By this time, we are all ready for the customary passeggiata (walk). My zia Nicoletta, who is really my dad’s aunt, always leads us through the narrow and winding streets pointing to the many houses inhabited by various D’Aulerios in the Montenero of my dad’s childhood. As we turn a tight corner we arrive at the first house my dad lived in.  It is small and weathered and tucked away in a street that wouldn’t even accommodate the most compact cinque cento, Italy’s quintessential little Fiat. As our walk continues we reach the second house which is located two doors from Nicoletta’s current home. I pose for a picture on the front steps like I’ve done so many times before, but this time with Mike by my side. A strange face is peering out the top window, undoubtedly wondering who we are and why we are congregating on his steps. As I smile for the photo, I imagine Mike excitedly recounting every detail of this experience to my dad and wishing it was possible to do so. I struggle to hold back tears as we continue on our way to the old church of La Madonna di Bisaccia where my zia shows us a statue dedicated to the parish by a D’Aulerio I can’t place. I imagine my dad as a kid in this church probably getting into trouble and wishing he was outside running and kicking a soccer ball with his friends. As we wrap up our passeggiata through the piazza and by the fountain that didn’t exist before my dad left for the states, we happen upon a brick wall that has a large iron cross with a rooster perched on the top. Mike snaps a photo and reminds me of the night just last year that we sat with my dad showing him the town on Google maps. He was so amazed and literally guided us through his neighborhood as we pointed and clicked through his childhood memories. He had specifically described the cross to Mike, and explained how the wall was damaged in the war and part of it had to be rebuilt.  He used to sit on that wall all the time and there we were showing it to him with the click of a keyboard. I can still see the wonder on his face.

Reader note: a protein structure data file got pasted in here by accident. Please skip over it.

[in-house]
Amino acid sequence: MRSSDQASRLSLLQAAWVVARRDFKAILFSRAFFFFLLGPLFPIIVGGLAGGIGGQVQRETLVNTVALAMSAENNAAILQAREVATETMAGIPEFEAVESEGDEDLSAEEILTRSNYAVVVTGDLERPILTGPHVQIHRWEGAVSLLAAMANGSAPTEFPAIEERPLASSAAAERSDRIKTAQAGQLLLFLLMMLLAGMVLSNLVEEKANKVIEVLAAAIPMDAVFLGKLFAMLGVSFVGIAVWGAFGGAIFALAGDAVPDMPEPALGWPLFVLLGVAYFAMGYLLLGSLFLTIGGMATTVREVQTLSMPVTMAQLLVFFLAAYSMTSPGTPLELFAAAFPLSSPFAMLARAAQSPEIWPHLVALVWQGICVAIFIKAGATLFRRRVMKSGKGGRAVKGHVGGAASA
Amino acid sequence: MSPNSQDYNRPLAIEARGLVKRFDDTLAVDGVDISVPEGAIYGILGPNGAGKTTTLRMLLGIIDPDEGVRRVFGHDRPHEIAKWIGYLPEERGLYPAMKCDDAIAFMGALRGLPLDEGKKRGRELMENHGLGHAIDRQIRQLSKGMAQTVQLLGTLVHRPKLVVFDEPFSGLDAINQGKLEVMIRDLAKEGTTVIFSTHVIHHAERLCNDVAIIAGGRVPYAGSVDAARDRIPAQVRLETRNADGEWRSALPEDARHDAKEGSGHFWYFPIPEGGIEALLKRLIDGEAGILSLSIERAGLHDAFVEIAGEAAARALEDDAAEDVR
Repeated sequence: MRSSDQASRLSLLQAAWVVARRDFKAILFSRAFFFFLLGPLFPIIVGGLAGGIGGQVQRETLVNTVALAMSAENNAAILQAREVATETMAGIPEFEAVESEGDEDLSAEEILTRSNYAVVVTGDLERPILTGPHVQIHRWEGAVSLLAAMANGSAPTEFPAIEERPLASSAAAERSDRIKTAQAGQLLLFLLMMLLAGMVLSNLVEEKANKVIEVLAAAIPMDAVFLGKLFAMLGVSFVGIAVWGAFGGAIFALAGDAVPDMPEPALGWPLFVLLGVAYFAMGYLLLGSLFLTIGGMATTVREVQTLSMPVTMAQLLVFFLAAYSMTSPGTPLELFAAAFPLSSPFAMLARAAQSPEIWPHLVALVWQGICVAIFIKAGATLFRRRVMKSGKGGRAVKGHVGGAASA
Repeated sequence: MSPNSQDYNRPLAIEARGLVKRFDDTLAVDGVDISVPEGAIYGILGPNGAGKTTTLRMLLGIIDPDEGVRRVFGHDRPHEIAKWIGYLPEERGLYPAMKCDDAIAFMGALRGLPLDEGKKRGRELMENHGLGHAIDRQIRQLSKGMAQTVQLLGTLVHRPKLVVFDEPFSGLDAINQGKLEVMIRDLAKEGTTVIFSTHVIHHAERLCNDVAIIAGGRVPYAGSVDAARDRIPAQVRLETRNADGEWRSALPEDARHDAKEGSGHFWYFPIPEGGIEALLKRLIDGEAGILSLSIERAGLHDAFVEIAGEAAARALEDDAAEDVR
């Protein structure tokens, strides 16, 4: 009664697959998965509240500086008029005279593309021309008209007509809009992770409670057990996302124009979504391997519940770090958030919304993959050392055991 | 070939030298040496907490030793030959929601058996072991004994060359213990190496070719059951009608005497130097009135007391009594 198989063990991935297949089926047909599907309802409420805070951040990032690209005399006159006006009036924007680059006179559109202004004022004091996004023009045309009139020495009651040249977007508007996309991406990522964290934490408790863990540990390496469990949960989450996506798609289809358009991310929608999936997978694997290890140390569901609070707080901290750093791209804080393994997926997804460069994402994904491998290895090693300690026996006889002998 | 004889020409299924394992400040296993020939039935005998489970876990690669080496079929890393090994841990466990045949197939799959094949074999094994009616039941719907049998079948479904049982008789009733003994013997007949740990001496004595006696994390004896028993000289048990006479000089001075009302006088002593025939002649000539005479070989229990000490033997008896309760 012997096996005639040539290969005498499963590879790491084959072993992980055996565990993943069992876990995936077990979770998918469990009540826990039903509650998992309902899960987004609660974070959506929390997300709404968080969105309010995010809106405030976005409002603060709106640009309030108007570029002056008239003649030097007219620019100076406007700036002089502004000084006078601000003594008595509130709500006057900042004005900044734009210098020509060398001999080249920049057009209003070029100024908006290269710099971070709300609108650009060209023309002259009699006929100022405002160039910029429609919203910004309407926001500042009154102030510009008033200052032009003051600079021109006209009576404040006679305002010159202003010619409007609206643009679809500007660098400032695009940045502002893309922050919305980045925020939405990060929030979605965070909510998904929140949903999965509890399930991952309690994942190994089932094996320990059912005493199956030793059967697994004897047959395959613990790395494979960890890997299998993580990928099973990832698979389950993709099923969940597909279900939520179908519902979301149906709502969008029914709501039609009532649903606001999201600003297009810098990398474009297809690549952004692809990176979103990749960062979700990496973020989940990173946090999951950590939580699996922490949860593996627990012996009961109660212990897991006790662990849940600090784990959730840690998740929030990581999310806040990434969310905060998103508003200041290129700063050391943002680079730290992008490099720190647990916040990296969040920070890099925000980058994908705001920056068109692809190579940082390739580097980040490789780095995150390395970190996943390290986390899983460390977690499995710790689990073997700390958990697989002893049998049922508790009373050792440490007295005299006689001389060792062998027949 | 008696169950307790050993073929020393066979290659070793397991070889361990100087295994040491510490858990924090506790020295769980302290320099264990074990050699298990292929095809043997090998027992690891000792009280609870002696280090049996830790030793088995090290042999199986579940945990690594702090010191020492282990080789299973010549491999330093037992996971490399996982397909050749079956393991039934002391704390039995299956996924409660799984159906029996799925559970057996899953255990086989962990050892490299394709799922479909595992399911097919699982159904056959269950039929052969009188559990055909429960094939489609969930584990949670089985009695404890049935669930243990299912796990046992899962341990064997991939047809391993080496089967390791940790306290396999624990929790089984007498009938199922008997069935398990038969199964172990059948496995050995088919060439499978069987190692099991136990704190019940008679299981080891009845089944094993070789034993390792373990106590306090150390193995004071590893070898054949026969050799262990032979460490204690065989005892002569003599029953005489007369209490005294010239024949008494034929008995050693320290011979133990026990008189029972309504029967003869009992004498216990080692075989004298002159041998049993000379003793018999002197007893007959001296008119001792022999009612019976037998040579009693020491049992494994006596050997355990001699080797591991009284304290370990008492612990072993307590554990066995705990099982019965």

As usual we conclude our visit to Montenero at the farm where my cousin Marco and his girlfriend Elena have taken over responsibility of it’s upkeep. I am definitely not a nature lover, but I am always impressed with the bounty this farm produces. There are bayleaf trees as tall as the farm house and rows and rows of vegetables punctuated by every herb imaginable. There are lemon trees and olive trees and trees that currently stand dormant until a new season brings them back to life. I’m left imagining just how much Mike and I could cook with this luscious treasure trove at our disposal. Marco pulls a fennel bulb out of the ground, dusts it off and cuts in in half for me to take an impossibly fresh, pungent bite. This is how my dad grew up. At points I begin making a mental note to tell my dad and then I remember. This is the happiest and saddest visit I’ve ever made to this beautiful town. I love it more today than ever. Until next time…